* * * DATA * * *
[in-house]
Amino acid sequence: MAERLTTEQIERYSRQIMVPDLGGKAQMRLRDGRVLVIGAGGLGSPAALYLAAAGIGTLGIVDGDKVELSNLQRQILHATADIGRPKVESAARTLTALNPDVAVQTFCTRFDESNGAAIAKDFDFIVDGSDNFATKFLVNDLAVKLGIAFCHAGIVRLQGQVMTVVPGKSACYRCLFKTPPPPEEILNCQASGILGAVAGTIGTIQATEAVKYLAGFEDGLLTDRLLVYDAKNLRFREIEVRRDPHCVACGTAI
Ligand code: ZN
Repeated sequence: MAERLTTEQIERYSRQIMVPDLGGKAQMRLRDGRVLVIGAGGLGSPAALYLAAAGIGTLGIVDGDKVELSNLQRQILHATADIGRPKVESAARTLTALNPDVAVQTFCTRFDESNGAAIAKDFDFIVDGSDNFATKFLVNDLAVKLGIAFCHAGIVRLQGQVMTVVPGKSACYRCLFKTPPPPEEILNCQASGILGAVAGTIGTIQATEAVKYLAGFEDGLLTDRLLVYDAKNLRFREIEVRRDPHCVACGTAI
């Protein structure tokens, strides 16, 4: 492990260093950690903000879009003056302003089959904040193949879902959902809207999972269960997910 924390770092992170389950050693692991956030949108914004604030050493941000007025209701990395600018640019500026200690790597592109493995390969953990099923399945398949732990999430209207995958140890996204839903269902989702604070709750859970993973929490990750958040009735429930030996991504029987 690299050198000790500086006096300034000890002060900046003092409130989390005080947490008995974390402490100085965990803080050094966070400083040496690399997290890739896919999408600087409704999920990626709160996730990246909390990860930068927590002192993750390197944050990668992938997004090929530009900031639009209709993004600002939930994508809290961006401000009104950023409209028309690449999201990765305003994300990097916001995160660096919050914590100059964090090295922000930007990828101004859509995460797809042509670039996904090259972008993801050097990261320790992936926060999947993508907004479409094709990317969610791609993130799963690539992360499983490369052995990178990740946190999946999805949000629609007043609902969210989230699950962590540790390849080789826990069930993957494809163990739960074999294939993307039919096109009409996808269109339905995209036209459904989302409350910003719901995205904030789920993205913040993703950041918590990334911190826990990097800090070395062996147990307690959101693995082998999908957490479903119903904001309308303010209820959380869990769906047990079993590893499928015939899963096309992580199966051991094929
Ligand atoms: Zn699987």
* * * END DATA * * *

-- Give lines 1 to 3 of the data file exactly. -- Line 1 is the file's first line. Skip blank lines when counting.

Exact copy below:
[in-house]
Amino acid sequence: MAERLTTEQIERYSRQIMVPDLGGKAQMRLRDGRVLVIGAGGLGSPAALYLAAAGIGTLGIVDGDKVELSNLQRQILHATADIGRPKVESAARTLTALNPDVAVQTFCTRFDESNGAAIAKDFDFIVDGSDNFATKFLVNDLAVKLGIAFCHAGIVRLQGQVMTVVPGKSACYRCLFKTPPPPEEILNCQASGILGAVAGTIGTIQATEAVKYLAGFEDGLLTDRLLVYDAKNLRFREIEVRRDPHCVACGTAI
Ligand code: ZN